Can't run GPG --recv-keys under Windows Vista.
Henry Hertz Hobbit
hhhobbit at securemecca.net
Wed May 30 06:52:09 CEST 2007
This seems to be going out of the realm of GnuPG. What I was attempting
to point out was the problems may be far deeper than just the internal
code changes you have already made in GnuPG. I hope the new install
program of both GnuPG and GPG4Win have that patch in place - most
Windows users don't have development systems. I assumed the patches
were in place, which makes the initial question that started all
this even more baffling. If they were using the patched version of
GnuPG, then why are they still having problems?
Firefox and many other programs had to be recompiled for Vista and
in addition to the reasons you have found (code changes), here are
the reasons why the other programs had to be remade. The major reason
is that the new Vista programs needed that expensive certification
from Microsoft. You will also have to replace almost all of the
programs you use when you move to Vista for these same reasons.
In other words, the problem is not just peculiar to GnuPG. Here are
some of the reasons for the why software that used to run on
Windows won't run on Vista:
1. Vista considers the %ProgramFiles% area as semi-protected. Since
GnuPG is installing into this area, it is a reason for concern.
Even such programs as Firefox couldn't be installed on Vista for
a while. The reason why it is only semi-protected is because if
it is fully protected, it causes problems for anti-virus,
anti-spyware, firewalls, and other security programs that need
to be updated.
2. Vista considers the %Windir% as a protected area.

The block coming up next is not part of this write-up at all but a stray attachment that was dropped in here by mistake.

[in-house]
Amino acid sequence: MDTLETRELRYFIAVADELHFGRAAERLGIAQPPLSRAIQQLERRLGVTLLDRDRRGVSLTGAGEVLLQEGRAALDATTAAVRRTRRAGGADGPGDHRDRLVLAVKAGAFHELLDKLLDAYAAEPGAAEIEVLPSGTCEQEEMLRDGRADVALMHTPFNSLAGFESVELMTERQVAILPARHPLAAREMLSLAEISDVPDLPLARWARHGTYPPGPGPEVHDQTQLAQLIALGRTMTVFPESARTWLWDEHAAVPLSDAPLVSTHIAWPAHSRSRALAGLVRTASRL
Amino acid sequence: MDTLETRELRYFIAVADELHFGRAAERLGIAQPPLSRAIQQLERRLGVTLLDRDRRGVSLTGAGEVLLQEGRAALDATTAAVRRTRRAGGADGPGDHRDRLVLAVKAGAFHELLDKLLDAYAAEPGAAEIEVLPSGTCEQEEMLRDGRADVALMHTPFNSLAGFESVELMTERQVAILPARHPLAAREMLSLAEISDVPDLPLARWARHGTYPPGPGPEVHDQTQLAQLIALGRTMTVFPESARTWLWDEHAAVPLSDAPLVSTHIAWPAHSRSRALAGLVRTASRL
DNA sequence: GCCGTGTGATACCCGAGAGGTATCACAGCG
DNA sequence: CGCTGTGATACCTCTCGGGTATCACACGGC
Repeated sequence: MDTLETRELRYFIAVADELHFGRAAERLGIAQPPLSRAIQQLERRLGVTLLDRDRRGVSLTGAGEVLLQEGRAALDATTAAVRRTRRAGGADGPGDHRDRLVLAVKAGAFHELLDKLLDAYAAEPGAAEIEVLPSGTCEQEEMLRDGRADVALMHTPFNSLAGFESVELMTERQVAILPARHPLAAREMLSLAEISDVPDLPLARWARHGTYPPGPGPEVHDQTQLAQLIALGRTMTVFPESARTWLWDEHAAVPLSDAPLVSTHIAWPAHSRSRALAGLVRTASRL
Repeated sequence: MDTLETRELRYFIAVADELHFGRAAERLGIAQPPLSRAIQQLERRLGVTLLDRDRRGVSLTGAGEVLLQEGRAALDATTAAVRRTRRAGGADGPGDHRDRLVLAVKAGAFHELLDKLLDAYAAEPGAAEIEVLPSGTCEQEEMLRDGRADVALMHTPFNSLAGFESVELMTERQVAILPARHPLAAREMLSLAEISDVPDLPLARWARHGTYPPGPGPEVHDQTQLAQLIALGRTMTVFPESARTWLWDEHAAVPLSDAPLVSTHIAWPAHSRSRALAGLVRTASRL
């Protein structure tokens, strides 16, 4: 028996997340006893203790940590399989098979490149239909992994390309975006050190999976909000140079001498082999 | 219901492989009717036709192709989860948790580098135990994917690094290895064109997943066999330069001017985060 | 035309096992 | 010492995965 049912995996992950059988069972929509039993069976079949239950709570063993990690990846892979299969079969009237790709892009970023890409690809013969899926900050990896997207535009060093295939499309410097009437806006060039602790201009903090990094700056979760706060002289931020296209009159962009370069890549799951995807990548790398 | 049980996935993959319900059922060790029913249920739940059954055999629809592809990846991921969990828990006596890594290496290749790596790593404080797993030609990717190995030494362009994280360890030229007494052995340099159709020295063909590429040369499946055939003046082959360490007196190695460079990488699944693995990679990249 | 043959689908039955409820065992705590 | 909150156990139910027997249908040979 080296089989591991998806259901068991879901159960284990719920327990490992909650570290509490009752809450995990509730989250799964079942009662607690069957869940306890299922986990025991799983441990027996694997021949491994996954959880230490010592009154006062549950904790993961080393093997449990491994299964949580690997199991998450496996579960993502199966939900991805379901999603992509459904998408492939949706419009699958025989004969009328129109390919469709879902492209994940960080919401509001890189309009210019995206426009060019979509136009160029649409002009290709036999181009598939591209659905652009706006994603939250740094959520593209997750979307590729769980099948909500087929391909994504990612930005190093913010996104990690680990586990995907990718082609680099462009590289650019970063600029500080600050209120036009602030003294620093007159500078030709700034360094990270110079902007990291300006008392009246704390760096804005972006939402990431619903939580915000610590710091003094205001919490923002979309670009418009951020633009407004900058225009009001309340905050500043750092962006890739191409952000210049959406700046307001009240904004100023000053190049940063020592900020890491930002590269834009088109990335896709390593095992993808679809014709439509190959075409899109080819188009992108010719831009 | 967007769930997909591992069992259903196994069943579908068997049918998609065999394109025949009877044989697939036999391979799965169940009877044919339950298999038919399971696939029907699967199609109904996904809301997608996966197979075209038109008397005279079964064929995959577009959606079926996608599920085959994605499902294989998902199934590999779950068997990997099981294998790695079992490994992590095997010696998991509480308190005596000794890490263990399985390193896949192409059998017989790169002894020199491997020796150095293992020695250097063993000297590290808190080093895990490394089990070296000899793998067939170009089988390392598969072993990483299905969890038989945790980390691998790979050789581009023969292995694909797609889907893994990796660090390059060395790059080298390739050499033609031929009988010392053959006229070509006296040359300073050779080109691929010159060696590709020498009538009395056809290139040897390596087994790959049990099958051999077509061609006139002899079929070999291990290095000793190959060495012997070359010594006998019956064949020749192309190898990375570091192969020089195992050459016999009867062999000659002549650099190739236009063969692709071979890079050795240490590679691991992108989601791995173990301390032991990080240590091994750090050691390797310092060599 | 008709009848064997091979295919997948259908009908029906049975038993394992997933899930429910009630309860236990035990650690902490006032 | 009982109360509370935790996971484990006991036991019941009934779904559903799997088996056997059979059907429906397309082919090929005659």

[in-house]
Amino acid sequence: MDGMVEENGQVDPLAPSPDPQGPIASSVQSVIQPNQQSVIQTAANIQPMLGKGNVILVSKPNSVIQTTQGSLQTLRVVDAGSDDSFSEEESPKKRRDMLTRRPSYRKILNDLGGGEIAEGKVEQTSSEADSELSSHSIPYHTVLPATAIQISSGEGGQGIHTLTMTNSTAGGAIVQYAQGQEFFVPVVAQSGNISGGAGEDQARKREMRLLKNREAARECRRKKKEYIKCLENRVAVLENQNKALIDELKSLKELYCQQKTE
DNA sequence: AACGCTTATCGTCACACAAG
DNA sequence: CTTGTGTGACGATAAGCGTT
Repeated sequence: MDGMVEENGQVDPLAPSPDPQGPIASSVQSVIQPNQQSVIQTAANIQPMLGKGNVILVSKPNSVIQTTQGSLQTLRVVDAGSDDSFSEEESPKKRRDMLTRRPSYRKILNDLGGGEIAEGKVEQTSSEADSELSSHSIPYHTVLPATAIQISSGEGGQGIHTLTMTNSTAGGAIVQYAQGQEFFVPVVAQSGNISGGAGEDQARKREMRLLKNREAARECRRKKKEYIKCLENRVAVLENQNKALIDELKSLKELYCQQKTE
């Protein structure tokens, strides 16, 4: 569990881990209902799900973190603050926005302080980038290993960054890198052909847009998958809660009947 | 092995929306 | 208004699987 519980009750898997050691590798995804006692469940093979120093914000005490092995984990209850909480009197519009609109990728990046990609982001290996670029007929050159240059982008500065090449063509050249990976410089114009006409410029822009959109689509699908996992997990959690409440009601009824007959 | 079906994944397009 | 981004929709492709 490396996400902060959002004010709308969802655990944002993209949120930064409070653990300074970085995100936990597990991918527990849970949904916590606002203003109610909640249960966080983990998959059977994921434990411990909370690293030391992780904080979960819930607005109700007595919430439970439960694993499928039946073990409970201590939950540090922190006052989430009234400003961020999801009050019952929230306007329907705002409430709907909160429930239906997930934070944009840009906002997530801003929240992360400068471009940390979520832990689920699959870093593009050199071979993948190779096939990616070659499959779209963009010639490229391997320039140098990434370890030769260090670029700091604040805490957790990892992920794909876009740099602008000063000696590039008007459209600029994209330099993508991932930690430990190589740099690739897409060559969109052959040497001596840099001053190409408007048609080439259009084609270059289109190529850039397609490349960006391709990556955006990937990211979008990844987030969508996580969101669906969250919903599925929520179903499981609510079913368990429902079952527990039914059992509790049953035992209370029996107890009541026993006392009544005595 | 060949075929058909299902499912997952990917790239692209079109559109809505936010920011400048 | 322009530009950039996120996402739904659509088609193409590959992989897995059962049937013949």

3. Vista considers certain areas of the registry (HKLM primarily) as
5. There are some other areas that Vista considers protected areas,
but I gave you the three major areas.
4. Any program or script that begins to access (not just modify) the
protected areas frequently needs to be licensed by Microsoft.
The only way I have observed of getting around it is to run
that elevated Command Prompt and run the program from there.
That is the only way my ckdupe.exe program I provided on the back
end for other people that make blocking hosts files will run.
When they saw my ckdupe program checks their files for duplicates
and does it in less than 1/4 of a second (the heapsort is the key
to the speed) they all started using it. Vista broke the running
of that program. The only way it runs any more is in that elevated
privileges Command Prompt. There was no tricky code in it that
would have caused a problem either. And checking a hosts file some
place else other than in the protected file system areas doesn't
help either. So the code changes you are making to GnuPG are in
addition to this new way of running programs on Vista. You need
to understand our blocking hosts file is smack dab in the middle
of one of their protected areas. It is also why I installed both
Homer and our PAC filter at the top of the drive (they are in
unprotected file space). It doesn't help because Vista still
blocks the scripts unless run from an elevated privilege Command